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Barriers to cervical screening for under-screened individuals

What are we trying to do?

We are aiming to understand experiences during and barriers to cervical screening.  Exploring the views of individuals eligible for screening and key healthcare staff towards self-sampling as alternative screening methods and how this may:


  • address existing barriers to screening, and 
  • impact any changes in screening within primary care service delivery.


Why is this important?

There are clear differences in cervical screening attendance for different groups according to factors such as health, income, ethnicity and age. Previous research looking into barriers to screening for underserved and marginalised groups, has focused on barriers specific to the routine method of healthcare practitioner taken cervical samples (i.e. the “smear” test). 


Many of the barriers to screening link closely to the cervical sampling method of screening and therefore this has been a focus of research in this space.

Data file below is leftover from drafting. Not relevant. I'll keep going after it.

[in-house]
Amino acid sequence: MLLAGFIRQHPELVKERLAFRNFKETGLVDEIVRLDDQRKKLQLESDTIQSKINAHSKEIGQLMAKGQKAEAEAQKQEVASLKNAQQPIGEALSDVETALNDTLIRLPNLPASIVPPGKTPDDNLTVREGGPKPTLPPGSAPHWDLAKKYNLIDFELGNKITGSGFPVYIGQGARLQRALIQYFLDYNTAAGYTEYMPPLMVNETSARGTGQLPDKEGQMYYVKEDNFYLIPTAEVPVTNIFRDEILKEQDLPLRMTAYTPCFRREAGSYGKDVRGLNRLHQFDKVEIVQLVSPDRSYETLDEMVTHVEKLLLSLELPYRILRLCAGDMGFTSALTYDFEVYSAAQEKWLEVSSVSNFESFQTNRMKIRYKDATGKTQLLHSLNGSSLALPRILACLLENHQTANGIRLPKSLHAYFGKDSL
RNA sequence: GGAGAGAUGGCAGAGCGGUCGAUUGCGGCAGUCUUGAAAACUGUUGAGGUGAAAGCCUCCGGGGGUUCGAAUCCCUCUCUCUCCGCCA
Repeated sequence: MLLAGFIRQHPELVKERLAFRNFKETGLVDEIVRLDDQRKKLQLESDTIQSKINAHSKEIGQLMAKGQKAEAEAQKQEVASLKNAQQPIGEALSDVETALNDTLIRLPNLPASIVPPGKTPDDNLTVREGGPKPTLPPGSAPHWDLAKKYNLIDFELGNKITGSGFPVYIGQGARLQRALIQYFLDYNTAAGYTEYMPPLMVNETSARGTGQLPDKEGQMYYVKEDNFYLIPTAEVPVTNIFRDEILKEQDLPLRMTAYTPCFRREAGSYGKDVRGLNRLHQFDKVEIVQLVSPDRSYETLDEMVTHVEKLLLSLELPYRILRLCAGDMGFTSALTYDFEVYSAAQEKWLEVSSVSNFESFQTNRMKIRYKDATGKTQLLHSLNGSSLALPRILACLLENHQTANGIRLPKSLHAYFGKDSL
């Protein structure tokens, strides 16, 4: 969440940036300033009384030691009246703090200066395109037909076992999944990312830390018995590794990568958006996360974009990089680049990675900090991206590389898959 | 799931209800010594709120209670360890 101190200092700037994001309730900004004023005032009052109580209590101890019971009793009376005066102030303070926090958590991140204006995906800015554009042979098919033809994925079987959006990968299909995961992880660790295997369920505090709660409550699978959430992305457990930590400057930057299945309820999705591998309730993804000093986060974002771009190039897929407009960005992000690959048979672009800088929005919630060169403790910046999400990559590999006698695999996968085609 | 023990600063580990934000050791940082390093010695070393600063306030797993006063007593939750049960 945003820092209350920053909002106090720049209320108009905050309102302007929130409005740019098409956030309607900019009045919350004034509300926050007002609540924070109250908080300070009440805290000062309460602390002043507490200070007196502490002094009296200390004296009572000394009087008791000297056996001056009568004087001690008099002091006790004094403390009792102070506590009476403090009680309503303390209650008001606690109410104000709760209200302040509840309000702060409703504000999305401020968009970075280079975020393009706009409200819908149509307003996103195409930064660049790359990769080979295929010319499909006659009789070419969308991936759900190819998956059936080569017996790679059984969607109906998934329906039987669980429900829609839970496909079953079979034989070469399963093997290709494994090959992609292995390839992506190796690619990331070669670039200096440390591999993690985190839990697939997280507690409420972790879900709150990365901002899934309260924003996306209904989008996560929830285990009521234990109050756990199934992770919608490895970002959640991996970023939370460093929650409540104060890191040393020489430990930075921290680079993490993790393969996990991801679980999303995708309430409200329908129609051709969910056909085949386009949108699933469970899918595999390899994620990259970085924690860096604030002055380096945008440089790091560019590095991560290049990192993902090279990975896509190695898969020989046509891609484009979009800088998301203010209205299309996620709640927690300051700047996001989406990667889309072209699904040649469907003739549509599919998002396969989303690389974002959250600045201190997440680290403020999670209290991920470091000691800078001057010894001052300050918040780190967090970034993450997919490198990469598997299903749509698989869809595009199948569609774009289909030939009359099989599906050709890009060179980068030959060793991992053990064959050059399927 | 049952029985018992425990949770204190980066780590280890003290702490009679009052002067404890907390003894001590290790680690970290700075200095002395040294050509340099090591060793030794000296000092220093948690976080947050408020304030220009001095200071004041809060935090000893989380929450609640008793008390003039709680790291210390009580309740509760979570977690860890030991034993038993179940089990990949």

Recent developments on the potential use of self-sampling methods for cervical screening, including vaginal and urine sampling provide a potentially less intrusive method. However, research is needed to explore how this may address inequalities in screening uptake for different groups.


How are we doing it?

We are using semi-structured interviews and focus groups with under-screened groups, including younger women and those with health conditions, as well as primary care staff. 


We aim to recruit up to 35 members of the public and between 5-10 health-care professionals across Greater Manchester.


GP practices with the lowest screening levels will be identified by analysing an existing database. Some of these practices will be used to recruit patients for the interviews and staff for the interviews and focus groups.


We will also use the findings to develop a larger scale study that could provide further evidence to inform how screening is done nationally



Research leads


Who are we working with?

We are working with community members within areas of Greater Manchester where uptake is low in order to work together on the research plans, to help us to design appropriate information for study participants. 


We will also work together to analyse, present and write about the findings.


Funding information

This research study is funded by the National Institute for Health and Care Research (NIHR) School for Primary Care Research, FR5, Project ID: 611. The views expressed are those of the authors and not necessarily those of the NIHR or the Department of Health and Social Care. 



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More information



Senior Programme Lead


Mike Spence 


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